This is a longer version of the tour from Harpenden Railway Station that takes you across the undulating chalk hills of the Chilterns dip slope into the valleys of the Mimram and Lea Rivers. The extension extends the circuit to the north, taking you through the Barton Hills and across the Eastern scarp slope of the Chilterns into the clay vale beyond. It then circles back and finds a gentle climb back up the scarp to re-join the shorter route at Offley.
Old Mercian and Celtic Kings are the ghosts in this historic landscape in which you use the old roads and tracks in and over chalk valleys, to pass through sleepy villages that were not always so quiet. You have an opportunity to admire George Bernard Shaw's revolving writing shed and eyeball the unlikely last abode of the villain of the notorious (in France at least) Dreyfus Affair.
In addition to the summaries here, there are notes on each waypoint. These can be difficult to find and access on Outdooractive. You can find better edited and updatded versions on my blog site, www.pootler.co.uk . Look under the 'Pootler' heading.
The character of an area reflects the rock beneath it. Here, it's chalk, a soft stone which was formed out of the compaction and compression of a thick sediment of the skeletal remains of microscopic creatures at the bottom of a warm and shallow sea, located somewhere around the latitude of today’s Mediterranean. If you want to know more, check out my blog notes on local geology at www.pootler.co.uk where you can also find better edited and illustrated versions of these notes.
The chalk gives its name to the Cretaceous Period which on land elsewhere, some 100m years ago, saw the age of the dinosaurs. Over the eons that followed this sediment hardened into rock, moved northward and emerged from the sea. The Chilterns subsequently formed as wrinkles in the Earth's crust when the various tectonic plates carrying bits of what would become Africa, Europe and America, shifted around like giant dodgems cars.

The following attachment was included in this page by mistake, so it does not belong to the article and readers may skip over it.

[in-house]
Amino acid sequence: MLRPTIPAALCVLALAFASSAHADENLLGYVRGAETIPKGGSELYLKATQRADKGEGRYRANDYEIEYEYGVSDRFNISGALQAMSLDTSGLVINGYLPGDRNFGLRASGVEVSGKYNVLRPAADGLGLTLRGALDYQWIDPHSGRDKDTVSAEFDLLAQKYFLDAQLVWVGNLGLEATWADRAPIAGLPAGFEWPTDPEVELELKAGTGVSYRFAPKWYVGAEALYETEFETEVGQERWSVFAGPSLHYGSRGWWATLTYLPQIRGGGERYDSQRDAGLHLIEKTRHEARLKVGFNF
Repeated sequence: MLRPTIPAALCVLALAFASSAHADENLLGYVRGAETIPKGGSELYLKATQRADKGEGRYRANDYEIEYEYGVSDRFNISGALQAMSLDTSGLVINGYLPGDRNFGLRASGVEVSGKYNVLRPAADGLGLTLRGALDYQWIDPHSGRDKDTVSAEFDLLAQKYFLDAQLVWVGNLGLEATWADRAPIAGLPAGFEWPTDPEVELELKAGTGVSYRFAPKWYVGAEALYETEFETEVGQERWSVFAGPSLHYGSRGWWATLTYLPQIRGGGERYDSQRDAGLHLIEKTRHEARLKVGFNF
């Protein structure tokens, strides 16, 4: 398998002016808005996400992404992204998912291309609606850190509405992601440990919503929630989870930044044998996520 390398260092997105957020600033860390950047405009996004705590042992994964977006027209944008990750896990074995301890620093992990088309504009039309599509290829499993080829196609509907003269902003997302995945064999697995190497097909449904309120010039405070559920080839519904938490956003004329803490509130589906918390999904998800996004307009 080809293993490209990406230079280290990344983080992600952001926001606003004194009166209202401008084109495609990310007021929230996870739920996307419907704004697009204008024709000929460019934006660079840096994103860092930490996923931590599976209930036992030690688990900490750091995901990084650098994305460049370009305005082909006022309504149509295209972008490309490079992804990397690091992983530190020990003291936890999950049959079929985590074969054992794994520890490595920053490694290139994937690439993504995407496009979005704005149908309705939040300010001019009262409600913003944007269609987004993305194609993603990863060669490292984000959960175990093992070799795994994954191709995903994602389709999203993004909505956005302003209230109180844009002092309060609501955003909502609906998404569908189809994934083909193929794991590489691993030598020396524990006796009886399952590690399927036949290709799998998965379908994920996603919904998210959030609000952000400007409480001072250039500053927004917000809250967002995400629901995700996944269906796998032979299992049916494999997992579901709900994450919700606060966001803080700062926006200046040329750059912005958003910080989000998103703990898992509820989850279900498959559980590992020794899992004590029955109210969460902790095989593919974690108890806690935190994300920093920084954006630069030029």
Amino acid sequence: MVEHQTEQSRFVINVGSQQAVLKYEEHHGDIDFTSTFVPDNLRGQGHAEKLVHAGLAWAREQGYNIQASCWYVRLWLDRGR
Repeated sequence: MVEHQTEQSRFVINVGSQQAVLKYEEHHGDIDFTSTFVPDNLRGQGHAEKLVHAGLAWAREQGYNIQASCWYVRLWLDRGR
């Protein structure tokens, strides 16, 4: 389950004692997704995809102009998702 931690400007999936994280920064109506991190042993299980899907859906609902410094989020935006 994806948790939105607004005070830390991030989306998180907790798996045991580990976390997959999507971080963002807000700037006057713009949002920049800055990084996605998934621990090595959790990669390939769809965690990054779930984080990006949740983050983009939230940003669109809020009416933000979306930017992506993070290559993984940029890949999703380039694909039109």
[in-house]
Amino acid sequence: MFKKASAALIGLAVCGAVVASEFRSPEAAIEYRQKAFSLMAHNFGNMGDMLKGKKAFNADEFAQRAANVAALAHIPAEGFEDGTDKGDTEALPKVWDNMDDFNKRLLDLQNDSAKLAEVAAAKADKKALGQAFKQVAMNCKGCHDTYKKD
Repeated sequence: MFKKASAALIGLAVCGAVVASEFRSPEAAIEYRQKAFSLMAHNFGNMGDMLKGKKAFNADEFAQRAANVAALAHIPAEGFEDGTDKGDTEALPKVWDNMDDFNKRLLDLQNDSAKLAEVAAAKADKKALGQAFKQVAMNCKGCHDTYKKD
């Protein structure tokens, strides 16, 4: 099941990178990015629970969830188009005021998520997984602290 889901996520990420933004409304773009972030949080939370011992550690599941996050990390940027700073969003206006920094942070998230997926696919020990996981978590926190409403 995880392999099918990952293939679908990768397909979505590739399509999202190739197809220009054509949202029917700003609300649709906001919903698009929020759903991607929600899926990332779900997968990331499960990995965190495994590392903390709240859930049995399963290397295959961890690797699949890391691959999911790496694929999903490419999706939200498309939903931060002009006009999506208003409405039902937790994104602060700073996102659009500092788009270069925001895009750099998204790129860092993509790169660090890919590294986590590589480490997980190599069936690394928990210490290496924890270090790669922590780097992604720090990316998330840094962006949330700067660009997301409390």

The dip slopes of the Chilterns were occupied by early man before the last ice age but permanent occupation dates back to the time when people reoccupied the area after the glaciers retreated. Before the Romans showed up the area was populated by the Belgic Catuvallauni tribe. One of their Kings was Cunobellinus who was the 'Cymbeline' in Shakespeare's eponymous play. They will appear in the Waypoint Notes. There would have been some Roman settlement here as you would expect given the proximity of St Albans, but they left nothing to see on this route.
Generally, the population was never as dense on the higher ground as it was in the lower countryside to the north and south. It would have been concentrated in the fertile valleys and lower slopes where there was a water supply and where the larger villages are now situated. As a result there is perhaps less to see other than the countryside itself which is mainly arable although there are some cattle and sheep. As you might expect, wheat is the major crop but a significant amount of barley and rapeseed is grown as well as well as oats and, occasionally, fields of blue flowered Linseed. There are a few orchards but the poor soils don't lend themselves to growing vegetables.
The pattern of settlements is mostly hamlets and lone farmsteads. The villages, Lilley, Great Offley, Whitwell and Caldicote are for the most part pretty but not stunningly so not least because they sit on well-used roads, with a scattering of houses great & small and pubs dating back up to 400 years and several churches that are very much older, nearly all of which have been altered in varying degrees.
‘Lea’ is old English and means ‘meadow’. Mimram is a more interesting name and is believed to be of Brythonic origin.